2017 proved to be a busy year for employment law with both the publishing of the Taylor Review on Working Practices, and the unexpected but unanimous decision by the Supreme Court that tribunal fees are illegal.
The coalition government introduced employment tribunal fees in July 2013 as part of an ongoing Employment Law Review, and this included protected discussions and an increase in the qualifying period for unfair dismissal claims to 2 years. The reason for this was the recession and fears expressed in the Business Community about barriers to growth which included the costs of employment litigation.
At the time, the Government’s intention was to ensure that employment laws “maximise flexibility for both parties while protecting fairness and providing the competitive environment required for enterprise to thrive”. By introducing fees, employees wanting to claim would start to contribute a significant proportion to the £84m cost of running the system. This would mean reducing the taxpayer subsidy to tribunals by transferring some of the cost to those who use the service, but also protecting the principle of access to justice for all.
Why the fees didn’t stick
Several years into the system, it was becoming obvious that not everything was going to plan. Since 2013, there had been a significant reduction in tribunal claims (please see Table below) and many employers and business groups were questioning whether the fee levels were set too high.
In February 2017 the government published its “Review of the introduction of fees in the Employment Tribunal” which included a discussion on proposals for changes to the system. However, the review found that “the original objectives [of the fee system] have broadly been met” and furthermore that “while there is clear evidence that ET fees have discouraged people from bringing claims, there is no conclusive evidence that they have been prevented from doing so”.
However, the review did highlight some concerns that the Government decided to address through extending the fees remission scheme, and introducing an immediate exemption from fees on proceedings for recovery from the National Insurance Fund – typically, claims for redundancy payments where an employer is insolvent.
Significant difficulties had been reported with the fee remission system, including challenges of navigating the on-line system and completion of the detailed application form. The CAB was also reporting that some applications were being rejected on grounds that applicants did not have sufficient accompanying evidence, even where they had.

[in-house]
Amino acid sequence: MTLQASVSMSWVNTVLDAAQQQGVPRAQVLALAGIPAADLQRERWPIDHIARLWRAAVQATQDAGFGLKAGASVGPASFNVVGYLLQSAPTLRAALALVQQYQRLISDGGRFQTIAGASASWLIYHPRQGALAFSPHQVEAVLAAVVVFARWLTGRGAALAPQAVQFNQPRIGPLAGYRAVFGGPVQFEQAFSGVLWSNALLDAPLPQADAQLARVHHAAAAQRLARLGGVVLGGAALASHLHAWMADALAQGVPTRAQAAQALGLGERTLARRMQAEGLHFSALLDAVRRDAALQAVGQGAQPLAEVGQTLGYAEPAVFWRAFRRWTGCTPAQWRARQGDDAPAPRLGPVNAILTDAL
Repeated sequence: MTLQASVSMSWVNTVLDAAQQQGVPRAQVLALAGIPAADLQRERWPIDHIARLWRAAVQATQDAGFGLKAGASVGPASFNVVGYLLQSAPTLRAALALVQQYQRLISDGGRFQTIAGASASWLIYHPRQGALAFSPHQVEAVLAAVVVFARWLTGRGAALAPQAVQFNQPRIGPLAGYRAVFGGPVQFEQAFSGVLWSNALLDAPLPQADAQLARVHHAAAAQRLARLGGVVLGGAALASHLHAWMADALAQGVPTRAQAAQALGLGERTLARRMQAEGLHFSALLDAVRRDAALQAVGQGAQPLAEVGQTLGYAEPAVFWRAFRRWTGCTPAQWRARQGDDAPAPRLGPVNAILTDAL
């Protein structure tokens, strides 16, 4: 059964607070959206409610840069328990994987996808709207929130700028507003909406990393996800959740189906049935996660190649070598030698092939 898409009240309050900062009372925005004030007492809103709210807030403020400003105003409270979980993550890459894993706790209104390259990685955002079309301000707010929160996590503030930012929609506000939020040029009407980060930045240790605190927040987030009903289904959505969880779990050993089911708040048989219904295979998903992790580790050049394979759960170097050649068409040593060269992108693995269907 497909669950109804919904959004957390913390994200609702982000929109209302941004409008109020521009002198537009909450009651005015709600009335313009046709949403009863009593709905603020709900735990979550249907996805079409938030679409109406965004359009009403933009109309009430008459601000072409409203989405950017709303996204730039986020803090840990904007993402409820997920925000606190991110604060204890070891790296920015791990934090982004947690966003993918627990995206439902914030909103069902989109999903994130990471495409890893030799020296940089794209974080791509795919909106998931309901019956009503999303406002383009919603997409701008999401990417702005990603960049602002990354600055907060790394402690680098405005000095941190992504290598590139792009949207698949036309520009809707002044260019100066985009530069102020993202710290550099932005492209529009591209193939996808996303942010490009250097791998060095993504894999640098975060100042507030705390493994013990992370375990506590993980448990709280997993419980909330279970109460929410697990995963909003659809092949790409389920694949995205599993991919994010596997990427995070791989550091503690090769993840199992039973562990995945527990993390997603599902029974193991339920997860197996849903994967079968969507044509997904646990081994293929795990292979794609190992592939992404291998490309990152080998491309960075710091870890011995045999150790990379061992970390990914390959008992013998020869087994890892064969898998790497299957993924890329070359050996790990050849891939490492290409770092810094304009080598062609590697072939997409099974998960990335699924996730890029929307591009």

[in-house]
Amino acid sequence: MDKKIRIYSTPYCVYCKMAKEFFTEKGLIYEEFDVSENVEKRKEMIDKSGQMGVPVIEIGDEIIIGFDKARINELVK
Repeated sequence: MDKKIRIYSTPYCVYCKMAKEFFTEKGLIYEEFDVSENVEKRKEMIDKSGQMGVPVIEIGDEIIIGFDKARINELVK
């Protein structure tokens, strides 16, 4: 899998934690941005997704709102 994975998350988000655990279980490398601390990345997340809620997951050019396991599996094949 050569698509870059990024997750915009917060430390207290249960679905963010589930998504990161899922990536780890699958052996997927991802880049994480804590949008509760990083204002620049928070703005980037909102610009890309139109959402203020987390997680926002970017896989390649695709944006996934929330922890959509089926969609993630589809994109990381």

Despite the obvious concerns, the decision was still a big surprise to many when it came. Lord Reed, who gave the judgment in July stated that "the Fees Order effectively prevents access to justice, and is therefore unlawful”. The judges also said fees were set so high, it “has had a deterrent effect upon discrimination claims, among others”, and that it had also put off more genuine cases.
Drawing on statistical data, the Court was presented with evidence showing that since the introduction of the fees, the number of employment tribunals had fallen by 70%. The Court stressed that they considered access to justice to be of value to society as a whole, especially where cases establish legal rules and principles of general importance.
Since July 2017, we have started to see the impact of this judgement with employment tribunal applications increasing by over 60% in the period from July to October 2017. There are no plans to change ACAS involvement and their pre-claim conciliation service, but employers need to ensure that correct employment rights are being given to staff and that individuals are not being subjected to unfair treatment. Promoting positive and good relations with employees will help to avoid the reputational risks, time and cost of tribunal claims.
Employers will still have the same concerns about unfair and nonsense claims being lodged but what the Government decides to do about this remains to be seen. There is still an argument that more proportionate fees could be introduced, but given the strength of the case presented to the Supreme Court and the current focus on Brexit it seems unlikely that the matter will be considered in the short term.
Protect your business
In 2016/17 an average unfair dismissal award was costing businesses in the region of £16k and any form of discrimination award in the region of £25k.These claims can not only cause reputational damage for a business, but for some SMEs it could mean serious strain on their bottom-line.
Having Legal expenses insurance in place becomes something that is invaluable when the unexpected happens. For some lucky businesses, they will never need to call on that insurance to pay out compensation to an unhappy employee, but this doesn’t mean it will never happen.
We have partnered with Abbey Legal insurance to be able to provide our clients with the option of that extra protection should the unexpected happen. Founded in 1992, Abbey Legal insurance have over 25 years of experience in providing SME’s like yourself with Legal Expenses insurance, providing that extra protection should you be involved in a tribunal case or need to cover the legal costs of defending a prosecution by the HSE in the event of an accident.
Please ensure that you take advice on employment matters and for further peace of mind why not request a quotation for Legal expenses insurance by contacting us on 03330 159 853 or email [email protected]
Further updates on this topic will be provided when more information is known. If you have any queries in relation to the above or regarding employee rights in general, please contact our HR Consultancy team for guidance.